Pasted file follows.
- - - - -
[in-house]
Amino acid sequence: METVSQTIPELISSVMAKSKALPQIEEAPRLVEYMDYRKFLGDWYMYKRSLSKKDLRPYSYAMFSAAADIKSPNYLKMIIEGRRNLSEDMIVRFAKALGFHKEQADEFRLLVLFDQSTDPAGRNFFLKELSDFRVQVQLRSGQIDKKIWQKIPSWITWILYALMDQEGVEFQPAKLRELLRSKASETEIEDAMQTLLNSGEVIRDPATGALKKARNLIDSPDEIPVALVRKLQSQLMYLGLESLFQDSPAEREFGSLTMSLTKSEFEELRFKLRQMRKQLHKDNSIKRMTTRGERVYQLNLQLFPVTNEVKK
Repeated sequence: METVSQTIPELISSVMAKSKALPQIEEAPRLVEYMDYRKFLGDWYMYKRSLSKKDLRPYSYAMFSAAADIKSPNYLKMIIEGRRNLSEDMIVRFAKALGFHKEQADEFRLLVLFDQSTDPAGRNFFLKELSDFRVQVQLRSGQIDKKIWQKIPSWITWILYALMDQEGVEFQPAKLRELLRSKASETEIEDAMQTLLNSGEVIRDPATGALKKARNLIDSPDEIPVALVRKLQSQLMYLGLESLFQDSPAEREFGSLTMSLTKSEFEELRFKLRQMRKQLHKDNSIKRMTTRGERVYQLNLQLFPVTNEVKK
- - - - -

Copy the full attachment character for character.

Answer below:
[in-house]
Amino acid sequence: METVSQTIPELISSVMAKSKALPQIEEAPRLVEYMDYRKFLGDWYMYKRSLSKKDLRPYSYAMFSAAADIKSPNYLKMIIEGRRNLSEDMIVRFAKALGFHKEQADEFRLLVLFDQSTDPAGRNFFLKELSDFRVQVQLRSGQIDKKIWQKIPSWITWILYALMDQEGVEFQPAKLRELLRSKASETEIEDAMQTLLNSGEVIRDPATGALKKARNLIDSPDEIPVALVRKLQSQLMYLGLESLFQDSPAEREFGSLTMSLTKSEFEELRFKLRQMRKQLHKDNSIKRMTTRGERVYQLNLQLFPVTNEVKK
Repeated sequence: METVSQTIPELISSVMAKSKALPQIEEAPRLVEYMDYRKFLGDWYMYKRSLSKKDLRPYSYAMFSAAADIKSPNYLKMIIEGRRNLSEDMIVRFAKALGFHKEQADEFRLLVLFDQSTDPAGRNFFLKELSDFRVQVQLRSGQIDKKIWQKIPSWITWILYALMDQEGVEFQPAKLRELLRSKASETEIEDAMQTLLNSGEVIRDPATGALKKARNLIDSPDEIPVALVRKLQSQLMYLGLESLFQDSPAEREFGSLTMSLTKSEFEELRFKLRQMRKQLHKDNSIKRMTTRGERVYQLNLQLFPVTNEVKK